[Mpi3-tools] reviewing the document

Jeff Squyres jsquyres at cisco.com
Wed Jan 26 08:09:27 CST 2011

On Jan 25, 2011, at 6:58 PM, Dave Goodell wrote:

>> 3. MPICH may not need real handles for MPIT_MPI_Resource instance (because they're bit-mapped integers), but pointer-driven MPI implementations like Open MPI (may) need at least 2 values: the handle and the type of the handle.  Hence, you need to be able to free MPIT_MPI_Resource handles.
> Technically, even if you have an Open MPI-esque implementation, you could implement your MPI object structs s.t. they have a common header containing RTTI and then gently cheat on C's strict-aliasing rules.  This would avoid the allocation issues.  However, I'm guessing that things aren't already implemented this way for you and such a change could be fairly intrusive.

You're completely right; I typed my message in haste last night and meant to say pretty much exactly what you did, but forgot.

I mentioned to Martin multiple times that I need to check OMPI and see if we did what you mentioned (have some kind of member right up at the top of all MPI object such that we could figure out its type if we were given just a pointer).  I'm not sure that we did, nor what the consequences would be if we grafted such a scheme into the current code base (i.e., I just haven't thought about it yet).

>> [snip]
>> So why have it?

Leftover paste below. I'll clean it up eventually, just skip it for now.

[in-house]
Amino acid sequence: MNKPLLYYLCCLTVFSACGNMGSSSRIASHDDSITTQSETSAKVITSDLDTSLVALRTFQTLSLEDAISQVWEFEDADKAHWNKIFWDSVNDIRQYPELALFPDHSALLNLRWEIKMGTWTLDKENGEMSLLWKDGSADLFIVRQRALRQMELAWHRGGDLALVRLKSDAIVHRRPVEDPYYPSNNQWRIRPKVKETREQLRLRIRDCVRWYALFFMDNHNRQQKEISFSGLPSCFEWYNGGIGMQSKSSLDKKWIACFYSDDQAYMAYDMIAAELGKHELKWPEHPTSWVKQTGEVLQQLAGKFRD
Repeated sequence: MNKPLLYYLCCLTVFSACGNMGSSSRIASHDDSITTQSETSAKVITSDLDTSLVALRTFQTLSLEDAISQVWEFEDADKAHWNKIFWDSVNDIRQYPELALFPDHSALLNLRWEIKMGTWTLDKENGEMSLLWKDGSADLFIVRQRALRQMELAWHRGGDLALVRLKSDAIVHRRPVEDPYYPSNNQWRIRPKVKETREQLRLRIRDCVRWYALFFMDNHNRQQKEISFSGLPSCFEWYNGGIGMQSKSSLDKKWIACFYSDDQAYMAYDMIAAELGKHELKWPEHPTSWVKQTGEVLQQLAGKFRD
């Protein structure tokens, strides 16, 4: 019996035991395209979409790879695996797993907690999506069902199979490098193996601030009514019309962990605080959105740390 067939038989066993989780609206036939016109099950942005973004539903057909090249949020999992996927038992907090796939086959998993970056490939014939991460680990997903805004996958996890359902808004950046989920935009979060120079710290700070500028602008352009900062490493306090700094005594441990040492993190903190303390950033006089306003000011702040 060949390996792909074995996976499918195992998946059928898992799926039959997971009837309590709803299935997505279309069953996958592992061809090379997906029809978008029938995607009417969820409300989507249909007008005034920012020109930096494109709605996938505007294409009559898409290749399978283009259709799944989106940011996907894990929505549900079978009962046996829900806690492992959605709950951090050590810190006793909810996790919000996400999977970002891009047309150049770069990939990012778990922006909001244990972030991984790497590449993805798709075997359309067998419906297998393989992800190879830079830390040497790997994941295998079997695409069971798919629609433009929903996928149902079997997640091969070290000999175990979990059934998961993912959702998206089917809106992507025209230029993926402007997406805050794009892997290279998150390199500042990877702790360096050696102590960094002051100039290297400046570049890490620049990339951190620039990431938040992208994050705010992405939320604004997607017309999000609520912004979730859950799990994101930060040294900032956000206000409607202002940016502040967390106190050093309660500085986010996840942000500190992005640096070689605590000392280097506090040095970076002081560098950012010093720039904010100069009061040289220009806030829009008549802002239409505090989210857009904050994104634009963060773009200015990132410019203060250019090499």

> I agree, I don't really see the justification for the N routines, as I indicated on the concalls.


>> I'm wondering if there are really two options here:
>> 1. Have a real casting operating (somewhat akin to Martin's initial proposal): have a casting function that returns the OUT value (vs. an int error code).  Then you can nest the output of the casting function as an argument to MPI_Perfvar_handle_allocate(), for example.
>> 2. Have 9 different versions of MPI_Perfvar_handle_allocate() and MPI_Controlvar_handle_allocate() -- one for each MPI handle type.
>> I assume most people will recoil from #2.  But... hmm.  It *is* the safest way to go.  But ugly (because it's lots of functions).  Hmm...
> #1 is cute, but it doesn't match MPI error handling conventions, and I'd rather not begin passing the error code back as an OUT arg for just this small set of conversion routines.

MPI_Wtick, MPI_Wtime, and the f2c / c2f routines return their OUT values.  Indeed, the f2c / c2f routines could be considered "casting-like" operators.

> #2 is horrifying, we will be laughed at for years to come if we attempt something like this.


But consider that overloading languages like C++ effectively do the same thing; they just have a nice language-built-in-function that all N functions *look* like 1 function.  But they're really still implemented (and possibly described) as N different functions, with (potentially) different implementations and logic.

> My vote is still for one of the following:
> 3. No conversion routines, just a (void*) arg and assume that the implementation will provide any reasonable amount of runtime type checking that it can.  This would work fine for MPICH2 at least, but I think that the resource args to the *var_handle_allocate routines isn't very self-explanatory in this case.

I'm not sure that that's a good or a bad assumption (that's not a snarky comment -- I'm honestly not sure).  As mentioned above, I have to think about whether we can do that in OMPI or not, for example.

> 4. A single conversion routine that takes a (void*) and a constant indicating the type of the input pointer.  Like this:
>  int MPIT_Convert_object(void *object_ptr, int obj_type, MPIT_MPI_Resource *resource);

That would certainly be safer than #3, even if the obj_type is effectively redundant (other than perhaps an additional error/consistency check) in some implementations like mpich2.

Jeff Squyres
jsquyres at cisco.com
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